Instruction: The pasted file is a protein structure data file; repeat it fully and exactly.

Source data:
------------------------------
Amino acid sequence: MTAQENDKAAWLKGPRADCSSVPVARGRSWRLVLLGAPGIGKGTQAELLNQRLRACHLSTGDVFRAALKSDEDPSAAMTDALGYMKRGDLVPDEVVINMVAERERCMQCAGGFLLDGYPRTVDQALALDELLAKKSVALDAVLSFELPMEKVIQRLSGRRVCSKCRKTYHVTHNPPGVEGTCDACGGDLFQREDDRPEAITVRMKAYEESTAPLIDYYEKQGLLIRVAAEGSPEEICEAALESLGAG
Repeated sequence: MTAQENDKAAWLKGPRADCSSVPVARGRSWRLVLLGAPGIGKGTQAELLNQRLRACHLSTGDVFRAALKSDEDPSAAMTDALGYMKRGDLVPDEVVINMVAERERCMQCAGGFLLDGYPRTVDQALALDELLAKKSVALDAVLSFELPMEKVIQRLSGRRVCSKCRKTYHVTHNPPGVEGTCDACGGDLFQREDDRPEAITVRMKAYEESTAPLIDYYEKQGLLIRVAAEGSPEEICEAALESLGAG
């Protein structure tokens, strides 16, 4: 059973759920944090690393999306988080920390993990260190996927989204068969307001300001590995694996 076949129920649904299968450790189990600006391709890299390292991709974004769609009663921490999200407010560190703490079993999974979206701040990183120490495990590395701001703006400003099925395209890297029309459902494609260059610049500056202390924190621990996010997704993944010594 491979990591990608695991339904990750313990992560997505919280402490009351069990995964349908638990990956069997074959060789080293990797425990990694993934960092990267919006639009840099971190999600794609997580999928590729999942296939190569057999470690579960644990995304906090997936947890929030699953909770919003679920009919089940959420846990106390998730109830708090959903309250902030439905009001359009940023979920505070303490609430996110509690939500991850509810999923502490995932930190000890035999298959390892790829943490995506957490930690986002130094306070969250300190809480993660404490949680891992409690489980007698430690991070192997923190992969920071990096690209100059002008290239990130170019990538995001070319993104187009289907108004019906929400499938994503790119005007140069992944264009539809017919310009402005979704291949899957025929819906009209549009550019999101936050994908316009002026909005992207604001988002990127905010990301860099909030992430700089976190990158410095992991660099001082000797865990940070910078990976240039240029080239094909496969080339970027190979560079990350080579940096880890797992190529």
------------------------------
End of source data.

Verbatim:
Amino acid sequence: MTAQENDKAAWLKGPRADCSSVPVARGRSWRLVLLGAPGIGKGTQAELLNQRLRACHLSTGDVFRAALKSDEDPSAAMTDALGYMKRGDLVPDEVVINMVAERERCMQCAGGFLLDGYPRTVDQALALDELLAKKSVALDAVLSFELPMEKVIQRLSGRRVCSKCRKTYHVTHNPPGVEGTCDACGGDLFQREDDRPEAITVRMKAYEESTAPLIDYYEKQGLLIRVAAEGSPEEICEAALESLGAG
Repeated sequence: MTAQENDKAAWLKGPRADCSSVPVARGRSWRLVLLGAPGIGKGTQAELLNQRLRACHLSTGDVFRAALKSDEDPSAAMTDALGYMKRGDLVPDEVVINMVAERERCMQCAGGFLLDGYPRTVDQALALDELLAKKSVALDAVLSFELPMEKVIQRLSGRRVCSKCRKTYHVTHNPPGVEGTCDACGGDLFQREDDRPEAITVRMKAYEESTAPLIDYYEKQGLLIRVAAEGSPEEICEAALESLGAG
């Protein structure tokens, strides 16, 4: 059973759920944090690393999306988080920390993990260190996927989204068969307001300001590995694996 076949129920649904299968450790189990600006391709890299390292991709974004769609009663921490999200407010560190703490079993999974979206701040990183120490495990590395701001703006400003099925395209890297029309459902494609260059610049500056202390924190621990996010997704993944010594 491979990591990608695991339904990750313990992560997505919280402490009351069990995964349908638990990956069997074959060789080293990797425990990694993934960092990267919006639009840099971190999600794609997580999928590729999942296939190569057999470690579960644990995304906090997936947890929030699953909770919003679920009919089940959420846990106390998730109830708090959903309250902030439905009001359009940023979920505070303490609430996110509690939500991850509810999923502490995932930190000890035999298959390892790829943490995506957490930690986002130094306070969250300190809480993660404490949680891992409690489980007698430690991070192997923190992969920071990096690209100059002008290239990130170019990538995001070319993104187009289907108004019906929400499938994503790119005007140069992944264009539809017919310009402005979704291949899957025929819906009209549009550019999101936050994908316009002026909005992207604001988002990127905010990301860099909030992430700089976190990158410095992991660099001082000797865990940070910078990976240039240029080239094909496969080339970027190979560079990350080579940096880890797992190529």